NO to all. This is an excellent review, I understand the rationale for going back to the treatment of Ridgway, and there probably are multiple species. However, I too would like to see published and ideally quantitative data (voice, morphology, and genetics-sampling from toe pads?) before making this large-scale split.

NO to all. The variation in these wrens is remarkable and the proposal presents that variation in morphology and voice. However, I agree that published quantitative data (voice, phenotype) should be available before the split, including genetic data from the islands and the continent.

NO to all. I am very conflicted in this vote, as I truly believe that these island taxa represent diagnostic species, and the proposal lays out the available evidence in a very clear and compelling way. However, as others have pointed out, our policy to wait for peer-reviewed publications is fundamentally important to our process.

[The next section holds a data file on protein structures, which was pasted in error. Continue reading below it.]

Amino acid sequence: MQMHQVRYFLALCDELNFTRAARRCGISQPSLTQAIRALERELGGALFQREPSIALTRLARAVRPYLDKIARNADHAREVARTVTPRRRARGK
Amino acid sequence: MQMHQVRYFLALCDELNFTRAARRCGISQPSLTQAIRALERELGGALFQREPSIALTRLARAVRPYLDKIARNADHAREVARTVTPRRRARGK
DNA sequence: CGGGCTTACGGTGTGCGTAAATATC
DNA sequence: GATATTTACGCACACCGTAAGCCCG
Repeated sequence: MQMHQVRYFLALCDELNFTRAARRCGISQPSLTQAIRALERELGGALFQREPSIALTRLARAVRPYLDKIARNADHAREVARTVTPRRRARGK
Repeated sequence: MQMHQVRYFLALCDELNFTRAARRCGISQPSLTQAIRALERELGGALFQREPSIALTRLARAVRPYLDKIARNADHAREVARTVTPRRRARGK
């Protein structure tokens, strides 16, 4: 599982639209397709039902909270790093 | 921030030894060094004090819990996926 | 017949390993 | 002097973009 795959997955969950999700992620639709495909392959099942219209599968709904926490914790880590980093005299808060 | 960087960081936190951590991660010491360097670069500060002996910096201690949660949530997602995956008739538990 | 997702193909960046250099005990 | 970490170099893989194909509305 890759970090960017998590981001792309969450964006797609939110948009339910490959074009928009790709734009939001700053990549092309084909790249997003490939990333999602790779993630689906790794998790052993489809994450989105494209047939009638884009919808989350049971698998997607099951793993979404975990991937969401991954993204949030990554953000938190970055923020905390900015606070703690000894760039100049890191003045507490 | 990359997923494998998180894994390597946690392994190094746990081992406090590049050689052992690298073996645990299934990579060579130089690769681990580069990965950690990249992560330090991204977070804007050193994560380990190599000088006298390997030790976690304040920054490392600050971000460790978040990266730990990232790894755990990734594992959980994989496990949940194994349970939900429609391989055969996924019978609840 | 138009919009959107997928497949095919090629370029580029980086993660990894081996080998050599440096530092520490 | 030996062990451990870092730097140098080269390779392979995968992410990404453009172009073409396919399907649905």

NO to all. I’m sure that there are good species within this complex and the proposal is a nice synthesis, but I don’t think we should deviate from our expectation of requiring peer-reviewed publications to make our decisions.

2022-B-11: Treat Piaya mexicana as a separate species from P. cayana (Squirrel Cuckoo)

NO. It could well be a separate species, especially if it really is essentially parapatric with just a narrow hybrid zone, but the evidence is contradictory and it seems plausible that it may not be the only split needed (e.g. macroura). Another case where a good integrative study of the species (complex) may provide the needed guidance.

NO. There is a lack of published studies on the group.

NO. I agree that this situation warrants further work to determine species limits under the BSC. Under a PSC/ESC, I, too, would treat them as different, but under the BSC that’s why we have subspecies. That zone of contact is really intriguing.